Firm’s UK boss tells housing secretary it is ‘very open to working with your department’

Kingspan has met the pre-Easter deadline set by Michael Gove to get in touch with his department to discuss how the firm would pay towards the cost of cladding repairs.

The housing secretary’s letter last month was prompted by a Sunday newspaper report suggesting Kingspan was willing to pay where its products were inappropriately used on buildings.

Gove said he wanted to hear from the products firm “before Easter” and added: “I hope they will urgently meet with my officials following their record profits.”

gove (2)

Source: Shutterstock

Housing secretary Michael Gove said he wanted to hear from Kingspan before Easter about how it would contribute to cladding repair costs

A small amount of Kingspan’s K15 insulation was used in Grenfell Tower, which caught fire in 2017 killing 72 people.

Last Tuesday, the firm’s managing director for its insulation business in Great Britain and Ireland, Aiveen Kearney, wrote back to Gove, saying that it would pay its share of remediation costs “in circumstances where we have responsibility for the inappropriate use of K15 in buildings, and its safe retention cannot be supported by testing”.

She said the principal reason for the rapid spread of fire at Grenfell was due to polyethylene-cored ACM cladding not made by Kingspan.

Kearney also claimed that Kingspan had been the first and so far only product manufacturer to have publicly committed to an industry-wide scheme “to support the wider fire safety issues on buildings where those responsible can’t or won’t pay”.

> Also read: Shocking Grenfell evidence sees Kingspan announce root and branch reform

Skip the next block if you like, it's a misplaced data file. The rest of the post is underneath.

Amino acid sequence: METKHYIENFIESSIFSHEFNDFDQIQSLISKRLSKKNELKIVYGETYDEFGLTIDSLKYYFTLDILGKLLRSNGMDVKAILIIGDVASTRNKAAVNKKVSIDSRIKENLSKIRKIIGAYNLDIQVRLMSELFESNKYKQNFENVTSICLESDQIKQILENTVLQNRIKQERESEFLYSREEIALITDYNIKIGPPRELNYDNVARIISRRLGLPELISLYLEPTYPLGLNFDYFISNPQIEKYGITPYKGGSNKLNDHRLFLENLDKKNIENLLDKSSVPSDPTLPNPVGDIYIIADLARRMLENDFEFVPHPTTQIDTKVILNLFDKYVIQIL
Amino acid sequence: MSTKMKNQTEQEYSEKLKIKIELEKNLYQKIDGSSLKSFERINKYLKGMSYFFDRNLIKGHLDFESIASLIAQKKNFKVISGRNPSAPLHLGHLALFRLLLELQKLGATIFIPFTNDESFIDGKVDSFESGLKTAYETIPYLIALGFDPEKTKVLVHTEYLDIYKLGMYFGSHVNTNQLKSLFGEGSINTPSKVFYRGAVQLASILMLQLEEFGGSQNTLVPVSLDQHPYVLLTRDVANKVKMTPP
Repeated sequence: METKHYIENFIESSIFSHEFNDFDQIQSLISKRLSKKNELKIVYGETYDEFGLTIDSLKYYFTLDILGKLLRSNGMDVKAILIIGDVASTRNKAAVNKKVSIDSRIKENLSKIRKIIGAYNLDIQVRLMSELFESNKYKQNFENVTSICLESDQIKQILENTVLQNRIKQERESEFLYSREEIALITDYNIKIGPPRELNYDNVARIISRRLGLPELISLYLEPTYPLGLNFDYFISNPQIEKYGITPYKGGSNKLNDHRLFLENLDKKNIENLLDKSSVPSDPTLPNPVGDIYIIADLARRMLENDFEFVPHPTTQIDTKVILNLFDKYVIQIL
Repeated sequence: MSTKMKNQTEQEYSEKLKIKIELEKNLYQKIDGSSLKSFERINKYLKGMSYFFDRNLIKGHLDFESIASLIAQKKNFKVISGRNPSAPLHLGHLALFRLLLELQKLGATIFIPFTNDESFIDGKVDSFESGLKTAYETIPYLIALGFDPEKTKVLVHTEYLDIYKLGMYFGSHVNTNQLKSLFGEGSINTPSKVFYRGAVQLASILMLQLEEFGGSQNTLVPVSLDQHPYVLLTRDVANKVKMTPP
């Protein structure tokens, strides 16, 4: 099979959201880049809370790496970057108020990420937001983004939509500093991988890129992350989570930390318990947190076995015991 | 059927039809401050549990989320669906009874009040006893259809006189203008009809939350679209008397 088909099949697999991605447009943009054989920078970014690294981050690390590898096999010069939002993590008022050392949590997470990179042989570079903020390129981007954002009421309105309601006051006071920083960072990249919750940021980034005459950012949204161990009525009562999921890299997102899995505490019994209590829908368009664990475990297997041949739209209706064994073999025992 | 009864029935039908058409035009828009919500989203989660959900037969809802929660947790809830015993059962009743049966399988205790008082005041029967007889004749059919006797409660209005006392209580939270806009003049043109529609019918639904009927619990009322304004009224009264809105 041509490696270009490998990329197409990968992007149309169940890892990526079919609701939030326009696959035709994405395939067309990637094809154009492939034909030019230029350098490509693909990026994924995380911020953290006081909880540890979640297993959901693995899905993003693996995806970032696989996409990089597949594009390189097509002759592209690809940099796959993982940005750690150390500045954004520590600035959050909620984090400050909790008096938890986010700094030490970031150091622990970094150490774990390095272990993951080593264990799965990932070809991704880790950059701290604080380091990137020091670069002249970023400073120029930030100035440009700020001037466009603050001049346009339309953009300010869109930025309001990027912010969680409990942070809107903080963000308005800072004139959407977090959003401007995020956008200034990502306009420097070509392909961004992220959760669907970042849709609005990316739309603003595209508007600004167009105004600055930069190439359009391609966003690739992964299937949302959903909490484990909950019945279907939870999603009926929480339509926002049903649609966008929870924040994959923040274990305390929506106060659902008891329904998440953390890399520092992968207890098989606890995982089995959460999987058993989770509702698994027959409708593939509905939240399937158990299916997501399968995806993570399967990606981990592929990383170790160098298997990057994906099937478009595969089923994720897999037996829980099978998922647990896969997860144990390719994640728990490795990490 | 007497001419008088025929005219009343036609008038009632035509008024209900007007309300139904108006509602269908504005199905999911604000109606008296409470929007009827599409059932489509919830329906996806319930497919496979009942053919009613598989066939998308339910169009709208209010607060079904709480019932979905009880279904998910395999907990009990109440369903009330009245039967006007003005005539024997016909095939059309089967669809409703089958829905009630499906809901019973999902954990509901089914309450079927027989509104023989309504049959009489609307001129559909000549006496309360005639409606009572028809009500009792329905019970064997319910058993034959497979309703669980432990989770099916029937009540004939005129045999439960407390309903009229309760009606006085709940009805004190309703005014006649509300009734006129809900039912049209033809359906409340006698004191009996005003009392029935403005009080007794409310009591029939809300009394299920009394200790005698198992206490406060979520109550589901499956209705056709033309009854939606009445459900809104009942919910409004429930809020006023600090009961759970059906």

> Also read: “Common knowledge” Grenfell insulation used old test report, says sacked Kingspan manager

> Also read: Products firms not backing down on cladding costs, CPA says

In his letter, Gove said he had been “appalled” by evidence about “reckless and deceptive behaviour” within Kingspan heard at the inquiry into the disaster at Grenfell Tower.

In response, Kearney said: “The historical actions of a small number of individuals in our organisation, to which you refer, have been comprehensively addressed within the business and further governance and compliance measures have since been implemented consistent with the recommendations from the Hackitt Review.

“It is important however to clarify that these historical actions were not causative of the Grenfell tragedy.”

She added: “I and others on my UK senior team remain very open to engaging and working with your department, together with the Construction Products Association and other relevant stakeholders, to find the best industry-wide solution.”

The Department for Levelling Up, Housing and Communities said it had no further comment to make at this time.

In the year to 31 December 2022, Kingspan’s revenue increased to €8.3bn (£7.4bn) from €6.5bn (£5.8bn), while pre-tax profit was up 8% to €747m (£664m).